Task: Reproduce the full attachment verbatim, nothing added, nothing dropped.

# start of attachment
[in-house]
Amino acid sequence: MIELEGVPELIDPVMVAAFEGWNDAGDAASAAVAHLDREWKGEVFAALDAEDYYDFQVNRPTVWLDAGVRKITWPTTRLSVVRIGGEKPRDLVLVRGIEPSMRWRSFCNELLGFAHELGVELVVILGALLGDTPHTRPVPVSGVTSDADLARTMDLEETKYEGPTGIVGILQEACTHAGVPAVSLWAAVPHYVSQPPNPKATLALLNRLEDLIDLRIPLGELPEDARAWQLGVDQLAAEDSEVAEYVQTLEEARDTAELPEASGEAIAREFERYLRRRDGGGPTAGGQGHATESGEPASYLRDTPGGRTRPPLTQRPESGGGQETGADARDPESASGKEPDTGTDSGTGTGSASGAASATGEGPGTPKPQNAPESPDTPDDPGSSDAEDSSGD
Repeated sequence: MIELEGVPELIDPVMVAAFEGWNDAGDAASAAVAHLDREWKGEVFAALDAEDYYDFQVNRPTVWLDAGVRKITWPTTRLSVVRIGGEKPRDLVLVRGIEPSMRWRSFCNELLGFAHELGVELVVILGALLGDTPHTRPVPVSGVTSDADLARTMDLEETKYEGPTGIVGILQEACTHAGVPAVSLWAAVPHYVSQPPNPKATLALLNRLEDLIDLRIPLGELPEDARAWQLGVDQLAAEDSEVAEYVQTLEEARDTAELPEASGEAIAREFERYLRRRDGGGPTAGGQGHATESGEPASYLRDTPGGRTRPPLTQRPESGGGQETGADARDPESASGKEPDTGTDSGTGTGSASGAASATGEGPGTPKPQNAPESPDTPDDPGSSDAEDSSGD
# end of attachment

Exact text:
[in-house]
Amino acid sequence: MIELEGVPELIDPVMVAAFEGWNDAGDAASAAVAHLDREWKGEVFAALDAEDYYDFQVNRPTVWLDAGVRKITWPTTRLSVVRIGGEKPRDLVLVRGIEPSMRWRSFCNELLGFAHELGVELVVILGALLGDTPHTRPVPVSGVTSDADLARTMDLEETKYEGPTGIVGILQEACTHAGVPAVSLWAAVPHYVSQPPNPKATLALLNRLEDLIDLRIPLGELPEDARAWQLGVDQLAAEDSEVAEYVQTLEEARDTAELPEASGEAIAREFERYLRRRDGGGPTAGGQGHATESGEPASYLRDTPGGRTRPPLTQRPESGGGQETGADARDPESASGKEPDTGTDSGTGTGSASGAASATGEGPGTPKPQNAPESPDTPDDPGSSDAEDSSGD
Repeated sequence: MIELEGVPELIDPVMVAAFEGWNDAGDAASAAVAHLDREWKGEVFAALDAEDYYDFQVNRPTVWLDAGVRKITWPTTRLSVVRIGGEKPRDLVLVRGIEPSMRWRSFCNELLGFAHELGVELVVILGALLGDTPHTRPVPVSGVTSDADLARTMDLEETKYEGPTGIVGILQEACTHAGVPAVSLWAAVPHYVSQPPNPKATLALLNRLEDLIDLRIPLGELPEDARAWQLGVDQLAAEDSEVAEYVQTLEEARDTAELPEASGEAIAREFERYLRRRDGGGPTAGGQGHATESGEPASYLRDTPGGRTRPPLTQRPESGGGQETGADARDPESASGKEPDTGTDSGTGTGSASGAASATGEGPGTPKPQNAPESPDTPDDPGSSDAEDSSGD